Kiss Me I'm Polish LLC

News & Press

July 24, 2012


Five Borough Farm Launch

We are thrilled to announce the launch of Five Borough Farm, the most detailed survey to date of New York City’s urban agriculture movement. Five Borough Farm offers a roadmap to farmers and gardeners, City officials and both public and private stakeholders to understand and weigh the benefits of urban agriculture.

Since being selected as the Graphic Design Fellow in April 2011, KMIP’s Agnieszka Gasparska has worked closely with the Design Trust for Public Space and a multidisciplinary team of experts in food policy, sustainable design, and public health evaluation, to design the identity, publication, website, and detailed information graphics for the Five Borough Farm Project.

Find out more by visiting the website.
Official press release here.

July 1, 2012


The Ideas Issue

We are thrilled to announce that our latest collaboration with The Atlantic is now on newsstands. The Ideas Issue is an annual publication focused on presenting innovative ideas that can change the world – and this year, Kiss Me I’m Polish designed and illustrated their 14-page “2012 Ideas List.”

The list, a compilation of 23 1/2 “prescriptions, provocations, and modest proposals for making the world a better place” ranges in topic from banning gasoline to abolishing the secret ballot and selling the pill over the counter. To create a cohesive pictorial narrative that could work well with all the varied talking points (while still managing to stay relevant, fun, and informative), we collaged simple, but colorful graphic illustrations with a hefty dose of classic, kitschy stock photos.

Pick up a copy of the July/August issue and check it out for yourself!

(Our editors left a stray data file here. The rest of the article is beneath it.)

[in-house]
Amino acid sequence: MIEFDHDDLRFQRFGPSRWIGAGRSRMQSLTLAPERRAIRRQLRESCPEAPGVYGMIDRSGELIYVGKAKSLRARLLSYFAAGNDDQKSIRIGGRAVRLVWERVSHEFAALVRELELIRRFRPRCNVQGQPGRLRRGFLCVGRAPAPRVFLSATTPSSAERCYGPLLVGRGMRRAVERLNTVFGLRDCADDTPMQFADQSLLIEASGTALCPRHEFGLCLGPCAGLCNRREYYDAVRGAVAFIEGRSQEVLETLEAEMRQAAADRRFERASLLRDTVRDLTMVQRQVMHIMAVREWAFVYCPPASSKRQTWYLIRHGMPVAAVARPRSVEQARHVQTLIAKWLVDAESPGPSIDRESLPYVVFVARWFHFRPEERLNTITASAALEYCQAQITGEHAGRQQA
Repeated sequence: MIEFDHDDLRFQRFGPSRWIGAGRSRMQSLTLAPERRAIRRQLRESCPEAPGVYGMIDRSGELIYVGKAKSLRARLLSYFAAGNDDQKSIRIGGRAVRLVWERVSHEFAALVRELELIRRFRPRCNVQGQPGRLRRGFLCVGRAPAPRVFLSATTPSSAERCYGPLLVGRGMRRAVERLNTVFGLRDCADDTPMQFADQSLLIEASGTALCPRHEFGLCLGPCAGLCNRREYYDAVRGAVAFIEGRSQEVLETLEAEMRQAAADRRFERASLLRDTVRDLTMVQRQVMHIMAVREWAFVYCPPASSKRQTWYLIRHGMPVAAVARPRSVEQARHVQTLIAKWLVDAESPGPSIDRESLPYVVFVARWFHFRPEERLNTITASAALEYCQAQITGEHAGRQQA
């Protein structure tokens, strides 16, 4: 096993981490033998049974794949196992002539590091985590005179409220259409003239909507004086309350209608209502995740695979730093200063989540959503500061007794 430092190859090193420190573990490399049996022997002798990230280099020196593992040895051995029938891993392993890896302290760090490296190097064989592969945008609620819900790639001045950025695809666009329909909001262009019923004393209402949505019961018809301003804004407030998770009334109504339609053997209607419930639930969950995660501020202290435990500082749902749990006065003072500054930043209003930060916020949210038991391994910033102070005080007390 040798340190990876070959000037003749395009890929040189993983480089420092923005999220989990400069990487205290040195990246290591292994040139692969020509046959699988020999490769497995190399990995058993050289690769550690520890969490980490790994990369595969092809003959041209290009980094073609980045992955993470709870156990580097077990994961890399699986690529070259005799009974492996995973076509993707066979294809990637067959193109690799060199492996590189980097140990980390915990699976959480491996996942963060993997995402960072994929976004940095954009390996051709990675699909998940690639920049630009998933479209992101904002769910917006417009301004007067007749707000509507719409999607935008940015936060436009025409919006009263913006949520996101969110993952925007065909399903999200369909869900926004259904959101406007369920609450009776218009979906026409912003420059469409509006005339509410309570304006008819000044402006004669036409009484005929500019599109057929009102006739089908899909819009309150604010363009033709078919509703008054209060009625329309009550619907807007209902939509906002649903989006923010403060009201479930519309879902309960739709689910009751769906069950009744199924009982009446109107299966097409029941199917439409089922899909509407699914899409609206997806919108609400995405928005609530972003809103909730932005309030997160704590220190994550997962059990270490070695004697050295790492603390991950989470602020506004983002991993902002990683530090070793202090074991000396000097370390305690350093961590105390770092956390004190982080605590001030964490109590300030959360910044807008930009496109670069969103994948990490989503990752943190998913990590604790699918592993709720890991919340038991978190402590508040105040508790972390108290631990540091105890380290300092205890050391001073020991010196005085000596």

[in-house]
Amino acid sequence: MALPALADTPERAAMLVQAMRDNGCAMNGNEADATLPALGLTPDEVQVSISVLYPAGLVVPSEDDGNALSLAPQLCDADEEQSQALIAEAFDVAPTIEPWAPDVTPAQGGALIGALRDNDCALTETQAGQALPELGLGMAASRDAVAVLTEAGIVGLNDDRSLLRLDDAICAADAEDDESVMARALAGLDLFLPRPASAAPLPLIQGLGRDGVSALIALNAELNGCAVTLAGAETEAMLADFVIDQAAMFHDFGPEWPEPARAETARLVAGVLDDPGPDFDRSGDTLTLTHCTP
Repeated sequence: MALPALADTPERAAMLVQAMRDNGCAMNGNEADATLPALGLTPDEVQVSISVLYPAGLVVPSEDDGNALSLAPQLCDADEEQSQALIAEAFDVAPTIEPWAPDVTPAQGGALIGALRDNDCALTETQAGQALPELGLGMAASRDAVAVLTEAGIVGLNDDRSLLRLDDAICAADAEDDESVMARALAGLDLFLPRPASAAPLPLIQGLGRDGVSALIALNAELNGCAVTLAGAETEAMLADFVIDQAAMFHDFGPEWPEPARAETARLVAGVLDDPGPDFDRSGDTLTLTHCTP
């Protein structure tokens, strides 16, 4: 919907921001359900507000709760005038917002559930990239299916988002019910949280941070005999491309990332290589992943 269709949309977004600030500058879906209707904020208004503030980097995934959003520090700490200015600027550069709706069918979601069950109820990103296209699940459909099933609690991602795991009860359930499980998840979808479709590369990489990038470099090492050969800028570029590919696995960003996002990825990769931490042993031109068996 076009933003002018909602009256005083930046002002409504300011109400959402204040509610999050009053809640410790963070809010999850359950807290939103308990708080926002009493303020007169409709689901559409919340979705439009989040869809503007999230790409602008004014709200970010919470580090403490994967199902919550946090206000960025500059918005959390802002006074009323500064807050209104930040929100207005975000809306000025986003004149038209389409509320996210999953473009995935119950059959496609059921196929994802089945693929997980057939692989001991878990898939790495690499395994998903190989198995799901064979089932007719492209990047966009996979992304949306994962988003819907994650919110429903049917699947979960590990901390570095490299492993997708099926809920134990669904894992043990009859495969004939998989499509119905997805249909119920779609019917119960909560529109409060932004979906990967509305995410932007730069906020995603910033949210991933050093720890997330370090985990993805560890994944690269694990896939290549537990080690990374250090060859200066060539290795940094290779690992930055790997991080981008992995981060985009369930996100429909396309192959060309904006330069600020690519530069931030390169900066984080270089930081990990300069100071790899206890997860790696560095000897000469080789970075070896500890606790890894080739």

May 10, 2012


Interview with Complex Magazine

Our very own Agnieszka Gasparska recently sat down with Noah Davis of Complex Magazine for a quick Q&A about the makings of Kiss Me I’m Polish. The interview sheds the light on our creative process, being a small studio, and how our name came to be. You can even note how many laughs have been transcribed through the entirety of the article ;-).

Check out the full interview at Complex.

May 2, 2012


How To Make A Hollywood Hit

In late February, The Atlantic approached KMIP to illustrate a full spread information graphic to appear in their May 2012 issue for an article title “How To Make a Hollywood Hit.” The narrative guides us through a set of savvy, unofficial rules that Hollywood employs to build and secure a global box-office hit (and bring in the dough).

Suffice to say, the movie junkie in us was thrilled with this assignment. Partly because the complex heavy data sets we usually work with took on the form of Will Smith, 3-D glasses, and worlds that don’t really exist. Score! So to make the most of this type of non-numerical data, we created a map that takes the viewer to all corners of the world (and in some instances, beyond). Not sure what we mean? Let’s just say that we not-so-stealthily snuck in some rather geeky iconic movie references – Where’s Waldo style. Think: Jaws, Planet of the Apes, The Matrix, and more.

The May issue is now available on newsstands, so pick up a copy for yourself and nerd out with us. For those of you who prefer to do things on the web, there’s a downloadable PDF available on The Atlantic website.